As I write this, the LifeFlight helicopter passes over my house on its way to the hospital with some urgently ill patient.  I just came from a warm get-together of new friends and their family where, among other things, I learned that they lost a daughter, a sister, in a car accident as a child.  These griefs are real and immediate and timeless and tangible.  They work to shut us down, but they can’t — because we have lives to live.  Other children to raise, other patients to transport, other honorable and important work before us.  Shutting down is not an option.  It’s a child’s choice, or an addict’s, to withdraw from the problem until the problem goes away.

This position is even harder to sustain when you yourself may, in fact, represent the problem.

I want to write the word “leadership” and the word “integrity.”  I want to write “hope” and “transparency” and “faith” and “systems change.”  I want to map out the solutions, not just to this impasse (I can’t even call it that.  This is a tantrum) but to our whole broken society.  But that’s my own form of shutting down: imposing my vision instead of someone else’s.  So maybe we can ask, instead, how we can come to understand one another better, how we can try to respect a system that seems so dysfunctional, how we can begin to imagine solutions other than our own.  Maybe that’s a kind of exercise we need.  (The answer, of course, likes in books and careful, mediated dialogue…or so sayeth the lit-teacher/organizer.  Surprise.  And yes, please let me know if you’d like details on how to do this.  I consult, did I mention?)

On wading in: Day 30.

This is the last post of my September commitment, an exploration of a month-long journey to “wade in” to the currents and eddies of my life.  It’s hard, producing something every day that you’re not plain embarrassed to post; it’s hard finding meaningful ways to look at your life when you’re tired and scattered and worn down.  But like most writers, I find regular practice does in fact support more and better writing; like most mindfulness practitioners, I find regular commitment does in fact sustain clearer vision and deeper breathing.  No news here.

I thought I’d like to sift back through the posts of this month and pull together their various tools or insights, the images I liked the best, the ideas you seemed to like the best.  But then I realized that that would feel like more dodging — the kind of subtle, artful dodging I’ve come to understand as my most pernicious habit.  I’d do it under the guise of critical review, or summative reflection, or some other noble impulse, when it’s also really a way for me to avoid saying anything new.

So here are some things that have been sticking with me, in the ways that my “wading” approach to life encourages:

Our favorite farmer at the market comes from Somalia and spent years in the Dadaab refugee camp before coming here.  She participates in the market through a program called Fresh Start (formerly the New American Sustainable Agriculture Project), which engages new Mainers who used to farm back home in farming here, offering land and lessons in climate and crops.  Every week after we buy what we need, she sneaks around from behind her stall and tucks into our bag, or hands to one of our small boys, something extra: a pepper, a head of broccoli, a delicata squash.  It is a gesture so kind and familiar that every week it breaks my heart open a little.  And I want to ask her — someday I will — if during those brutal years of flight and transition, and even now in the difficult journey of her life, if she hoped to feed a family like mine.  Because she feeds us.  She is our farmer and she gives us nourishment.  I love her strength and power and generosity, and I am grateful for it, for her, for the funders and organizers and smart people who made it possible for someone kicked off her own patch of earth to nourish others from a new one.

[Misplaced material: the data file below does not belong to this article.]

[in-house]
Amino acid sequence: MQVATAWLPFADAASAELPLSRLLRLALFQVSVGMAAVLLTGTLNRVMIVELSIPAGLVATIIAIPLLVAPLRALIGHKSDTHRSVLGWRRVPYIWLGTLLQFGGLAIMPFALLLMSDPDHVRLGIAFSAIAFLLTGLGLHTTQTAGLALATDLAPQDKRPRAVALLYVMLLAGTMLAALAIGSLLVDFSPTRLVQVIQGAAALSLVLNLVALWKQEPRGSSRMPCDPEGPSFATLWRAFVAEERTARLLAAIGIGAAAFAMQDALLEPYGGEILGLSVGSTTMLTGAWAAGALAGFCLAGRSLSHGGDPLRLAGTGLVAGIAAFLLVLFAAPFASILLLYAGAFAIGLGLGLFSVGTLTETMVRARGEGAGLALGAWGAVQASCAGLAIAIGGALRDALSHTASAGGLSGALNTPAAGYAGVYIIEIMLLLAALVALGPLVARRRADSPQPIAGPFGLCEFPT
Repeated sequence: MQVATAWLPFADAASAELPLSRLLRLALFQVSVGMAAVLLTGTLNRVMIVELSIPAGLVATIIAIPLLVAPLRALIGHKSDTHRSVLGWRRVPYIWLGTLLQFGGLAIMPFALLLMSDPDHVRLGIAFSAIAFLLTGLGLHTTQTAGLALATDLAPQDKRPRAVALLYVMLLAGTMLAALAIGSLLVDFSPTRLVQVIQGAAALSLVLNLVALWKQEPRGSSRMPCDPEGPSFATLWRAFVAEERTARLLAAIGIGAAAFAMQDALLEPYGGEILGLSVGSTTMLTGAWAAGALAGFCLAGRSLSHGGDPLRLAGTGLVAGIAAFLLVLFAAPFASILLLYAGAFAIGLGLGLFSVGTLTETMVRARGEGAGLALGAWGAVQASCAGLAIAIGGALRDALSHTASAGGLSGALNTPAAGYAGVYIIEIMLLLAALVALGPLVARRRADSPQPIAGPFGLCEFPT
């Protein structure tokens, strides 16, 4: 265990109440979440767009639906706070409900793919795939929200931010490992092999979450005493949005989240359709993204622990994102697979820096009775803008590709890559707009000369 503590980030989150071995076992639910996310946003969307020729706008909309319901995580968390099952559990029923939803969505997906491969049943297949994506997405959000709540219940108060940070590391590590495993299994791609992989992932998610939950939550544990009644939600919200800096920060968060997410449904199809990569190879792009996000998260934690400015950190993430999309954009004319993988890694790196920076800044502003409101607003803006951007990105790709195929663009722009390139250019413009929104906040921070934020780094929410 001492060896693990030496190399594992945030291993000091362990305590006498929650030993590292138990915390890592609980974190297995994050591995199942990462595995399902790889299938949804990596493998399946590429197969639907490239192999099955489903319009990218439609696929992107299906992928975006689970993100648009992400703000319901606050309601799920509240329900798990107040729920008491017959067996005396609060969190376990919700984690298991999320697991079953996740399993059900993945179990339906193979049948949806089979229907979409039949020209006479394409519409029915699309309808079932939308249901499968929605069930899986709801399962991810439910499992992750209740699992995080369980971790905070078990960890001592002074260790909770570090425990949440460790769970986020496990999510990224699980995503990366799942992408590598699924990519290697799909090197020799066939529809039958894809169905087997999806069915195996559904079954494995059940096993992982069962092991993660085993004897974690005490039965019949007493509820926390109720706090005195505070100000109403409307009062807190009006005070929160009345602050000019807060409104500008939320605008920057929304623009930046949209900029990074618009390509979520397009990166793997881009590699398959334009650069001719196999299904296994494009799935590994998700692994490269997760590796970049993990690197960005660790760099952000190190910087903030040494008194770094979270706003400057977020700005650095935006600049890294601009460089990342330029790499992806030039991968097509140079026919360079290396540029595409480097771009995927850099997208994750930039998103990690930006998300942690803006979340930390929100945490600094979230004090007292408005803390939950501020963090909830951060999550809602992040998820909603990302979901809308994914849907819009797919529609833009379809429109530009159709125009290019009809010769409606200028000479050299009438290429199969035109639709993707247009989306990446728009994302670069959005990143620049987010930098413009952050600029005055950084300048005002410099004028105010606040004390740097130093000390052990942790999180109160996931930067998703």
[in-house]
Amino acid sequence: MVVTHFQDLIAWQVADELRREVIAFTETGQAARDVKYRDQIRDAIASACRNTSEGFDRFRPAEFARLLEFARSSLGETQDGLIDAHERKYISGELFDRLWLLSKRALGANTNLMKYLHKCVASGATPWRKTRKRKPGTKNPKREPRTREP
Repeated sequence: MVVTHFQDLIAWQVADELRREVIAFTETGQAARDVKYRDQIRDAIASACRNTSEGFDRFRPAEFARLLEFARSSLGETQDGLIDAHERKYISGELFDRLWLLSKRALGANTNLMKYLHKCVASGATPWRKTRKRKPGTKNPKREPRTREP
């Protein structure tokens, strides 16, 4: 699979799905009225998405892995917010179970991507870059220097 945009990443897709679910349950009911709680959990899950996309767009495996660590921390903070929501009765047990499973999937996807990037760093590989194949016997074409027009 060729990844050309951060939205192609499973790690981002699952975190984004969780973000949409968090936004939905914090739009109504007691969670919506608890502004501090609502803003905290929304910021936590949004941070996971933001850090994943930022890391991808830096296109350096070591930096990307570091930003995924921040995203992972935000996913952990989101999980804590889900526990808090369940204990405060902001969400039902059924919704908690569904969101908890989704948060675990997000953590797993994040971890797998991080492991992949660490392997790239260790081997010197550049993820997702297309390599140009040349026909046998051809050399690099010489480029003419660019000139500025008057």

Also, just today: my boys and I raked the driveway leaves (drier than the fog-ridden lawn-leaves) into a big pile and jumped and tossed and buried each other in the heap for a lovely warm half-hour.  Then Ezra wandered up the driveway a bit to gather a new handful and began to scream.  I turned toward him, running already, as he bent over, batting at his face and clothes and screaming, screaming, screaming.  Just a few weeks before, he’d noticed a yellow-jacket hive in the maple over the driveway, but it had clearly been there all summer and we had never had any problems, so we let it be, hoping for an early frost.  But all of a sudden, they swooped in on this tiny man, stinging him four times on the face and neck and twice on the hand.  One sting, on his eyebrow, actually drew blood.  He was sobbing and shaking in full-blown panic — of course!  — as I batted away the remaining bees and hauled him down the driveway toward safety.  It took nearly an hour for the tremors to subside completely, and an hour more for him to externalize enough to look out the window and explain that those yellow-jackets were the ones that had stung him.  His left eye is still swollen shut, but he’s back in the saddle now, and I can’t help but marvel at the resilience of his being.  A massive, painful assault, out of nowhere, in the middle of a joyful morning’s play, and he can squint his way back to a recognition that maybe they thought he was a danger to their nest.  I am astonished all over again at the courage of a human who hasn’t yet lived for four years on this earth.  (Or maybe, I suppose, that’s the ticket.)

As we leave September now and head into October, things pick up speed: our fifteenth anniversary; many, many family birthdays; various programs and projects I’m working on will move ahead more quickly.  But I want to carry this month of transition, of intention, of courage and hope, with me into the rest; I want to remember that time is both more finite and more elastic than I pretend; I want to choose more often the life-giving activities that make more of me and of us.  I want to develop my capacity to know what I’m avoiding and to look at it in clear light; I want to dive in more deeply where and when I can.  (There, I should add, is my one pleasure at releasing this commitment to daily posting: some of these ideas need longer exploration and more research, and there’s been no time on this schedule.  But soon, soon.)  Thanks for reading along on these daily posts!  I look forward to hearing from you as it all keeps unfolding.